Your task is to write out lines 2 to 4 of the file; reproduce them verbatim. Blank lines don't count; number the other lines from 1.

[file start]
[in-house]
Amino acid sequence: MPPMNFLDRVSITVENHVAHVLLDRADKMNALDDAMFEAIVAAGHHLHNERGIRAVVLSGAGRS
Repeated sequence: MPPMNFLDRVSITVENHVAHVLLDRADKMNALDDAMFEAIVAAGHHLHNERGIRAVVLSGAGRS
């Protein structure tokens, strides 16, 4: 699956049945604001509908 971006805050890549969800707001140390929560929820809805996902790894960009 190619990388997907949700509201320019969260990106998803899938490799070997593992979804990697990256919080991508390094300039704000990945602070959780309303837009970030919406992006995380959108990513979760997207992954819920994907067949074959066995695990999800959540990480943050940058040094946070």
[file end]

Amino acid sequence: MPPMNFLDRVSITVENHVAHVLLDRADKMNALDDAMFEAIVAAGHHLHNERGIRAVVLSGAGRS
Repeated sequence: MPPMNFLDRVSITVENHVAHVLLDRADKMNALDDAMFEAIVAAGHHLHNERGIRAVVLSGAGRS
């Protein structure tokens, strides 16, 4: 699956049945604001509908 971006805050890549969800707001140390929560929820809805996902790894960009 190619990388997907949700509201320019969260990106998803899938490799070997593992979804990697990256919080991508390094300039704000990945602070959780309303837009970030919406992006995380959108990513979760997207992954819920994907067949074959066995695990999800959540990480943050940058040094946070």